Oroville Dam-area mandatory evacuations lifted

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Nearly 200,000 residents were allowed to return to their homes after a mandatory evacuation near the Oroville Dam was lifted. (KABC)

Northern California officials on Tuesday lifted an evacuation order for nearly 200,000 residents who live below the Oroville Dam.

The evacuation was put in place Sunday amid concerns the dam might fail due to spillway damage and send a wall of water downstream.

"We have concluded that it is safe to reduce the immediate evacuation order currently in place to an evacuation warning. This allows evacuated residents to return to their homes and for businesses in the area to resume operations," Butte County Sheriff Kory Honea said.

Although the mandatory evacuation order was lifted, Honea stated that residents should stay prepared in case the situation changes and to be ready for "the prospect that we will issue another evacuation order."

State water officials said they have drained enough of the lake behind Oroville Dam so that its earthen emergency spillway will not be needed to handle runoff from an approaching storm that is expected to bring rain later in the week.

MORE: For 1st time ever, water flows over emergency spillway at Oroville Dam

Honea said the risks to a damaged spillway at the dam were significantly reduced because an inspection found no further erosion.

The water levels dropped to a safe level after crews and helicopters placed sandbags, rocks and cement blocks around the damaged parts of the spillway.

Later Tuesday evening, President Donald Trump declared the situation a major disaster, allowing the Federal Emergency Management Agency and the Department of Homeland Security to coordinate disaster relief efforts.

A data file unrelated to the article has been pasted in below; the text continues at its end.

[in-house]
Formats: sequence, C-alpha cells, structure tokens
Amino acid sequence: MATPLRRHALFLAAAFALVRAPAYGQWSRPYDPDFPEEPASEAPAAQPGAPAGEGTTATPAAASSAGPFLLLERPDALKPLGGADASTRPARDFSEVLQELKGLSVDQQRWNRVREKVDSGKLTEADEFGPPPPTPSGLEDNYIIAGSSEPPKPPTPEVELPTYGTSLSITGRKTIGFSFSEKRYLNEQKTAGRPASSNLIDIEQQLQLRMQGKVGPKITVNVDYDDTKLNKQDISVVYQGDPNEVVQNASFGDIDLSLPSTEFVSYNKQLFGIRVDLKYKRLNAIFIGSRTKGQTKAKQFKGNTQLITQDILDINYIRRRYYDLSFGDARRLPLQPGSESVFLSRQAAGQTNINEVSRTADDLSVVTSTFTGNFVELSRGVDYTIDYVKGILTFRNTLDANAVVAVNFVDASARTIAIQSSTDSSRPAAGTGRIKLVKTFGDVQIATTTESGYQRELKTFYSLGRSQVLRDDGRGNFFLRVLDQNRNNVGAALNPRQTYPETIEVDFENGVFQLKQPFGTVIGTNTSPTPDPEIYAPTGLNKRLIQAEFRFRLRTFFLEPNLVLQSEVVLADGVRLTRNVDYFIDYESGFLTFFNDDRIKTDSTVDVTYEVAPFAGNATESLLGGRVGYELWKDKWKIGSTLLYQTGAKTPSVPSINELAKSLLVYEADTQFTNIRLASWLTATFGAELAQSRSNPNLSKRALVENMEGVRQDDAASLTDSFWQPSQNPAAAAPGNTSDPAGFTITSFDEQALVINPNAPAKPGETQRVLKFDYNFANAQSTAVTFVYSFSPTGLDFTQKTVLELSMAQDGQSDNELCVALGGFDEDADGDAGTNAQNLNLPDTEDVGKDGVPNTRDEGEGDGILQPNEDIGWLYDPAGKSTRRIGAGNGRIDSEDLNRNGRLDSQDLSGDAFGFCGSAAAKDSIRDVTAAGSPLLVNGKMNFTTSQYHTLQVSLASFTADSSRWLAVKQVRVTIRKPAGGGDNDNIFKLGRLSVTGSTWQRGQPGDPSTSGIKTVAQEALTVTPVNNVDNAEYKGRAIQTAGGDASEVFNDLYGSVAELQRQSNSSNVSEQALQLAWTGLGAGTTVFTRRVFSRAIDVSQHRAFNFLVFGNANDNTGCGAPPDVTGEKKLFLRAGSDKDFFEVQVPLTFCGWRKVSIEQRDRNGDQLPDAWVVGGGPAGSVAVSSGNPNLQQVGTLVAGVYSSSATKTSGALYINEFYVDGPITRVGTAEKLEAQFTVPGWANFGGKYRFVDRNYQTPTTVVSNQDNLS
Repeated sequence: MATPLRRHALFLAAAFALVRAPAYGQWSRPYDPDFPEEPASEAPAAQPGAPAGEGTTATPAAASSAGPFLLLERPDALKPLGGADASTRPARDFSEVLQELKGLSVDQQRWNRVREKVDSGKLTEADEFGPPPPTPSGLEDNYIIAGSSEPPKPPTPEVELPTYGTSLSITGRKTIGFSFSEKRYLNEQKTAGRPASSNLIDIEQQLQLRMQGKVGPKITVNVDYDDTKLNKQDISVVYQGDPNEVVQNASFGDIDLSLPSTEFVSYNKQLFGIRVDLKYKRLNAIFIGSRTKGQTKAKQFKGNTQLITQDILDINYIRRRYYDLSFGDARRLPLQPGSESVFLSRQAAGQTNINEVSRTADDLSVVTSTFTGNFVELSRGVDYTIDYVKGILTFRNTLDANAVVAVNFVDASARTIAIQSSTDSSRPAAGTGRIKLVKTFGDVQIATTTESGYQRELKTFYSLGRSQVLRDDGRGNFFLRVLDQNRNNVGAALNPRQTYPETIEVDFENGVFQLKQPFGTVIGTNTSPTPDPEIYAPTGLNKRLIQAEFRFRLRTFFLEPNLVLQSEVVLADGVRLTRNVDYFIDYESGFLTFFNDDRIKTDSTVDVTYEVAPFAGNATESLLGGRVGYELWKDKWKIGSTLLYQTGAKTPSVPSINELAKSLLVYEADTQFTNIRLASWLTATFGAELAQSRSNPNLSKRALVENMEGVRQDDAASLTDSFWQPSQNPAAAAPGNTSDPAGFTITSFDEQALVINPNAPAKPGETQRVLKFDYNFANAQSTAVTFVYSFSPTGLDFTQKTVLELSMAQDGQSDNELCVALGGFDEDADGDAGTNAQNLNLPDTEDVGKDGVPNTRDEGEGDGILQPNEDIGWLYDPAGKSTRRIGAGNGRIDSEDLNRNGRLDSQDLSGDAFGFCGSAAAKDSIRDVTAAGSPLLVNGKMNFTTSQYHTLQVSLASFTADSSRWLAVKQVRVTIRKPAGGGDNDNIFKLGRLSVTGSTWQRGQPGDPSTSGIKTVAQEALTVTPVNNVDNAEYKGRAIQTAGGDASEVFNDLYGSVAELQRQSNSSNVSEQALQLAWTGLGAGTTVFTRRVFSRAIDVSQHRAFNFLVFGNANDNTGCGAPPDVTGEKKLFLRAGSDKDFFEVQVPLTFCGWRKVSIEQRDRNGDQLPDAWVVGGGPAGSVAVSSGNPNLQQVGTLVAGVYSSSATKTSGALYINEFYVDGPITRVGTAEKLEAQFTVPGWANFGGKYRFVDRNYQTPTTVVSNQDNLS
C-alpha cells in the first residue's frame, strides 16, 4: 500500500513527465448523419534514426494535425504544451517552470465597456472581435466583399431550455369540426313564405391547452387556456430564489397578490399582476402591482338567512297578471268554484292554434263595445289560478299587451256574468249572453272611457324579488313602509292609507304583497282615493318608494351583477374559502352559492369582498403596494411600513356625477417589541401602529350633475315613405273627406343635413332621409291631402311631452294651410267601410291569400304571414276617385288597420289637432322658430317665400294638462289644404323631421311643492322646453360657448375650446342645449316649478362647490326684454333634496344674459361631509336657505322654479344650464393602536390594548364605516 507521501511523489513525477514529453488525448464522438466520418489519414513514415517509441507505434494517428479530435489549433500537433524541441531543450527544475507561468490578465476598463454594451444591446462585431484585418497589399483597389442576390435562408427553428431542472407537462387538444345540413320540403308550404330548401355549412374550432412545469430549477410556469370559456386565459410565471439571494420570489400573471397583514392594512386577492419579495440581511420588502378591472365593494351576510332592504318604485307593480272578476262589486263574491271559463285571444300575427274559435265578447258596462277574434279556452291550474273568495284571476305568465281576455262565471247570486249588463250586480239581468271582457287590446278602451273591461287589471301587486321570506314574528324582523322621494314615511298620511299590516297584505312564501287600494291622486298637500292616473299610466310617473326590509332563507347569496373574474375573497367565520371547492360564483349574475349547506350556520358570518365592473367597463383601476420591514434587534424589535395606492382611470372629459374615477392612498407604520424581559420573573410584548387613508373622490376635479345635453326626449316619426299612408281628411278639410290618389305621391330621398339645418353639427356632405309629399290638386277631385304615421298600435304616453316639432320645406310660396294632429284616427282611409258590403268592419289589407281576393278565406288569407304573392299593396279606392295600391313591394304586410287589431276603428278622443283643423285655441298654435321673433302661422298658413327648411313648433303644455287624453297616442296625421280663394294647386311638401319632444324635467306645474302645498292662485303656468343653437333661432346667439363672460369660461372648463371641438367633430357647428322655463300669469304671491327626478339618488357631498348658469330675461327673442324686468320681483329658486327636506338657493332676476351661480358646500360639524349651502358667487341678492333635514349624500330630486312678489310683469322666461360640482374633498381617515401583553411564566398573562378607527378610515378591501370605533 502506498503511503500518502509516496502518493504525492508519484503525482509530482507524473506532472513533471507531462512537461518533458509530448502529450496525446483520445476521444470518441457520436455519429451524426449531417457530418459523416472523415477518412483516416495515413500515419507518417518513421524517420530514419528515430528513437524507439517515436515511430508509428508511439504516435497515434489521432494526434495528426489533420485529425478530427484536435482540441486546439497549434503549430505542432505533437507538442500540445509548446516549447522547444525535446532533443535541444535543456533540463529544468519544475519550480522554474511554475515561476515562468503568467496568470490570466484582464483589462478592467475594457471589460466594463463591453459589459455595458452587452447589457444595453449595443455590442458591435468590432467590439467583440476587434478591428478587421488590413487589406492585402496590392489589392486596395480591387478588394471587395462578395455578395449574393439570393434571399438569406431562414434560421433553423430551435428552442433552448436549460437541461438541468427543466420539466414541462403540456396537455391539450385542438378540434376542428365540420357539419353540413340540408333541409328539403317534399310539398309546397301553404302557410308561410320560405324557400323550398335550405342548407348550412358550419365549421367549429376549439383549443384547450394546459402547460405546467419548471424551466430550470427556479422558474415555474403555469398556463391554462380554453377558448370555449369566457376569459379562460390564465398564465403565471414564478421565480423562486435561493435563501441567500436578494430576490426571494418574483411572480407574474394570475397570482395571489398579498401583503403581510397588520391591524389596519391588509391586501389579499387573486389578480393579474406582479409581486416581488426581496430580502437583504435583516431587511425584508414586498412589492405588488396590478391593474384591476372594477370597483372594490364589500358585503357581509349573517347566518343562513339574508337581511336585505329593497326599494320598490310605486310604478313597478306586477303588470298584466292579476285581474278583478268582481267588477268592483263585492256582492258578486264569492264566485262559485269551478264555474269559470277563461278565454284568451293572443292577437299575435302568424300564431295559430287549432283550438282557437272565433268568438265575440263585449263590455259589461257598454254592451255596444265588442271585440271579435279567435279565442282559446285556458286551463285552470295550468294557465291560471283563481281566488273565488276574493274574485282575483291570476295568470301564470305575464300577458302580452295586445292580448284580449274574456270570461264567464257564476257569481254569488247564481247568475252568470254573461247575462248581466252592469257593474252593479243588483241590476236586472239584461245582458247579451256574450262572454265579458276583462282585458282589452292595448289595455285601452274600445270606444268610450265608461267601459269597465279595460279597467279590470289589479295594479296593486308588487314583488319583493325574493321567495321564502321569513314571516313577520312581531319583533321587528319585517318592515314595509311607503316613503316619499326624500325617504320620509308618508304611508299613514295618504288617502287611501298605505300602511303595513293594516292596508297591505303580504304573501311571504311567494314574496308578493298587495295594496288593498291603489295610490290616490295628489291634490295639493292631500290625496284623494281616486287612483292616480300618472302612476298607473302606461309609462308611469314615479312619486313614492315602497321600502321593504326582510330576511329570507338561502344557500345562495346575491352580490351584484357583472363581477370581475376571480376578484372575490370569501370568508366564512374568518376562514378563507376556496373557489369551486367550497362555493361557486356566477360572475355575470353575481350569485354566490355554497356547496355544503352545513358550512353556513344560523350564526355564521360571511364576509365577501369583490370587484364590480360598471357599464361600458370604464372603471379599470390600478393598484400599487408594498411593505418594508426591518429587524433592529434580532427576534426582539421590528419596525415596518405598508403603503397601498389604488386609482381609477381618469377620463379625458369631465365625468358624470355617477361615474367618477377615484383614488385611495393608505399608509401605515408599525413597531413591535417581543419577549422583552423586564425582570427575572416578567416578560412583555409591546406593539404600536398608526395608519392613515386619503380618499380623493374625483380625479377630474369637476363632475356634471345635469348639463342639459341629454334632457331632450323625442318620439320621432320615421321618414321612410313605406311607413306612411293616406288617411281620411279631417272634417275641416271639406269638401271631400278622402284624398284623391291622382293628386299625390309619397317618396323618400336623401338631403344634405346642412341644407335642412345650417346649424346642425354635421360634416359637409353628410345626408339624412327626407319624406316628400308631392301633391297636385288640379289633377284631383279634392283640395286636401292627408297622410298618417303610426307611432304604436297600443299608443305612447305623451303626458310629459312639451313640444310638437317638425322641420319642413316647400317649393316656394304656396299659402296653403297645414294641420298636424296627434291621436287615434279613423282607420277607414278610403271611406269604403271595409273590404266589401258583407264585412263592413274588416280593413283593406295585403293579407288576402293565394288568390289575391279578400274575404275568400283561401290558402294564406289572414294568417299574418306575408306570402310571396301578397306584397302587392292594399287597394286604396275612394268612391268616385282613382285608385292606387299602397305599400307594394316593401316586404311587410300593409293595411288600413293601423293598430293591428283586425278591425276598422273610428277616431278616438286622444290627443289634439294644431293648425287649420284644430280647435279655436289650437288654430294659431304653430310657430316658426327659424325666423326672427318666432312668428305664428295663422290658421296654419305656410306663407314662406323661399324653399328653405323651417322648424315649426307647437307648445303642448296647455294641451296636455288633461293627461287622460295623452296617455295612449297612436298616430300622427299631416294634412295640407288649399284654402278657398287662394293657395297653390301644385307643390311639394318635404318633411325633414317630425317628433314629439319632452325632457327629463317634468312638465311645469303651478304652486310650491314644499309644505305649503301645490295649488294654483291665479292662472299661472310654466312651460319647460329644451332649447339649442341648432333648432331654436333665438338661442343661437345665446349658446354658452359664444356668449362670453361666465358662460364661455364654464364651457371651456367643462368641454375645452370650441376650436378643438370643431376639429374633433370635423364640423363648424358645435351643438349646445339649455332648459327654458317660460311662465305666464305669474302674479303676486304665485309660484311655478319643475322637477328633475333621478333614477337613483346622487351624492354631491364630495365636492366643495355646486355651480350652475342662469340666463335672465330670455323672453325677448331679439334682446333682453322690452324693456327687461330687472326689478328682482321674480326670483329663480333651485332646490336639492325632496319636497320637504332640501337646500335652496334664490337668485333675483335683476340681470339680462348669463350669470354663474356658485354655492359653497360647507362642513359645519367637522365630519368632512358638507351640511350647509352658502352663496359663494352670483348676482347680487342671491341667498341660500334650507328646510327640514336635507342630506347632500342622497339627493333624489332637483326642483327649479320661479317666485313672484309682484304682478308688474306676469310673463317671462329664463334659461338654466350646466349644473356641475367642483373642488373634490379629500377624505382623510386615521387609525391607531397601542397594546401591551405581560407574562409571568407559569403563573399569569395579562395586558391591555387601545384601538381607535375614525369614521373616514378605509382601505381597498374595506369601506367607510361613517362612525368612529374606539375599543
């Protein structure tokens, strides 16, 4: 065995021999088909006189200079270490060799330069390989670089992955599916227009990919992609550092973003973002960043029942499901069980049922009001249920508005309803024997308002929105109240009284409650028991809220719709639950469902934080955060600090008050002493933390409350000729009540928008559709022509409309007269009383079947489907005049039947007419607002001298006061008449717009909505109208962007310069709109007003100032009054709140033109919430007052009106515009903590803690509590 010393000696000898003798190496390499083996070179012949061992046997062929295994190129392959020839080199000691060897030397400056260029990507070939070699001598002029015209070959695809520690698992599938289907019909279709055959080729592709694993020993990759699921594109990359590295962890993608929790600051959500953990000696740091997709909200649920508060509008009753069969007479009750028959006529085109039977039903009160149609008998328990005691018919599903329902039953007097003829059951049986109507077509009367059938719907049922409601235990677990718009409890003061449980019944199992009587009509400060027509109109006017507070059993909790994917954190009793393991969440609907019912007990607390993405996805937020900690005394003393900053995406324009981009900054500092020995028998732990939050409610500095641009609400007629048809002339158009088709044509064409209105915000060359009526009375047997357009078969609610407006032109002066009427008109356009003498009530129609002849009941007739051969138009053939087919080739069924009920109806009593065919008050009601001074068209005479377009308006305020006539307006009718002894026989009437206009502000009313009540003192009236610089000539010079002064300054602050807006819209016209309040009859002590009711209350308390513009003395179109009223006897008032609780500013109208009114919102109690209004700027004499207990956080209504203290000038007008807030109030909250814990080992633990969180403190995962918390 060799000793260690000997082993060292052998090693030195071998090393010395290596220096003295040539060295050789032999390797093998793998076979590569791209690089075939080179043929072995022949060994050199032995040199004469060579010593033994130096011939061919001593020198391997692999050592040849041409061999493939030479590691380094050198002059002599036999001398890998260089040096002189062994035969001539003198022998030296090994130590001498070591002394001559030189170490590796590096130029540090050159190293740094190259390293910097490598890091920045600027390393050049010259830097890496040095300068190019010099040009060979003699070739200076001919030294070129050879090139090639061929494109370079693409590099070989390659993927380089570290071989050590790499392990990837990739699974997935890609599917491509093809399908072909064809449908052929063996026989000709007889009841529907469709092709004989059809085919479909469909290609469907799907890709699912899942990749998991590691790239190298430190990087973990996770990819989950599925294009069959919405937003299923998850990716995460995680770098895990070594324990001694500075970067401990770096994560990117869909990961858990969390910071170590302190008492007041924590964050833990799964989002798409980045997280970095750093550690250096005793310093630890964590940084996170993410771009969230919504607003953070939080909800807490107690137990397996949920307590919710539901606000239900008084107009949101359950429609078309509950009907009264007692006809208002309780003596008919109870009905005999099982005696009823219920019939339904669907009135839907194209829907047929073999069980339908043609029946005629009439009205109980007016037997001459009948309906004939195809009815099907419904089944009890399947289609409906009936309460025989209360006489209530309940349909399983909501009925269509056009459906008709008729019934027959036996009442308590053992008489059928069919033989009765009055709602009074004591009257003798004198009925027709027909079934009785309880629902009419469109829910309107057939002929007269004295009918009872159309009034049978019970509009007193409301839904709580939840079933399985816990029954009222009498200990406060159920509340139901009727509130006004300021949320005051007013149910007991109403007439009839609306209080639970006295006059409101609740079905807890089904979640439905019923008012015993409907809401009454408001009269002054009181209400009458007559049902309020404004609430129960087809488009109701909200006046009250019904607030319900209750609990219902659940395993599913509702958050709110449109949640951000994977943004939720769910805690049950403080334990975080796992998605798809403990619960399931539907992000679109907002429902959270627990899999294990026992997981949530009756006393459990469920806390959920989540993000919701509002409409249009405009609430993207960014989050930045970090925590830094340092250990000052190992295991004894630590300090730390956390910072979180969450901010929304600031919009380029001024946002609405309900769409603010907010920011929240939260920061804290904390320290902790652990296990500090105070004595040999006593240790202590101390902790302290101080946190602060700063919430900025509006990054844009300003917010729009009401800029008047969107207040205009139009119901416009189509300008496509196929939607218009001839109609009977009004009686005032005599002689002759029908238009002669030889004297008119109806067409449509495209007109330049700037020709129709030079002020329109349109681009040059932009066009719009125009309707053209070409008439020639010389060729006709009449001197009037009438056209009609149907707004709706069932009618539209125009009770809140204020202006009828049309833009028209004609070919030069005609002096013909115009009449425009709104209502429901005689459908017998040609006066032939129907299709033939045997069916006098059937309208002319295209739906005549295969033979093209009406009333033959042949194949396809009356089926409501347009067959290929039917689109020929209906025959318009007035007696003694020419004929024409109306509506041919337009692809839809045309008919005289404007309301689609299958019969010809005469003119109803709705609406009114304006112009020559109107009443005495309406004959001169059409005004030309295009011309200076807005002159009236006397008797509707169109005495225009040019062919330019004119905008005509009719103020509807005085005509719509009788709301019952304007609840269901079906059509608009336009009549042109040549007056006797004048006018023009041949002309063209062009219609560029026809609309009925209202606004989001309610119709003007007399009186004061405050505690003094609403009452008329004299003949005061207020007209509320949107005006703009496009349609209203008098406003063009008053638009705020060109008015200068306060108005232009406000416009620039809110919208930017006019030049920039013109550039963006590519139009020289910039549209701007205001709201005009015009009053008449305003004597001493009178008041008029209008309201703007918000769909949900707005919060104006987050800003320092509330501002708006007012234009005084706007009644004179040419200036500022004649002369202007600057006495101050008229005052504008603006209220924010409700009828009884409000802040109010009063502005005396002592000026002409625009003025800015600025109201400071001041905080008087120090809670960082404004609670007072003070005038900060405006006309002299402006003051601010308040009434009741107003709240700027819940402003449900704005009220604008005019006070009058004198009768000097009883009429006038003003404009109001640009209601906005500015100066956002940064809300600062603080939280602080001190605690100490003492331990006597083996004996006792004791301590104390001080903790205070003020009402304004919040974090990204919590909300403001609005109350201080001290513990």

Trump also approved another major disaster declaration for the state of California to help with the impacts of January storms.

"I want to thank FEMA for moving quickly to approve our requests. This federal aid will get money and resources where it's needed most," Gov. Jerry Brown said in a written statement.

Residents expressed frustration while they were evacuated from their homes. Some at the Silver Dollar Fairgrounds in Chico were upset to be away from their homes, while others tried to stay positive.

"I would rather be up here in a little discomfort for a few days and make sure that I'm not going to get flooded out of my house," one evacuee said.

The fairgrounds have helped with donations and clothing, but some people have said there have been problems with a lack of cots and issues with restrooms.

Over the weekend, the swollen lake spilled down the unpaved emergency spillway for nearly 40 hours, leaving it badly eroded. The problem occurred six days after engineers discovered a growing hole in the dam's main, concrete spillway.

MORE: LA County dams getting safety evaluation amid Oroville Dam situation

Lake Oroville is the main reservoir of California's State Water Project, which supplies water for more than half the state's 39 million residents and for millions of acres of farmland in the leading agricultural state.

It's not clear how damage to the two spillways will affect long-term water releases from the dam.

The Associated Press contributed to this report.
Related Topics:
oroville damweatherwaterrainstorm damageevacuationfloodingstormNorthern California
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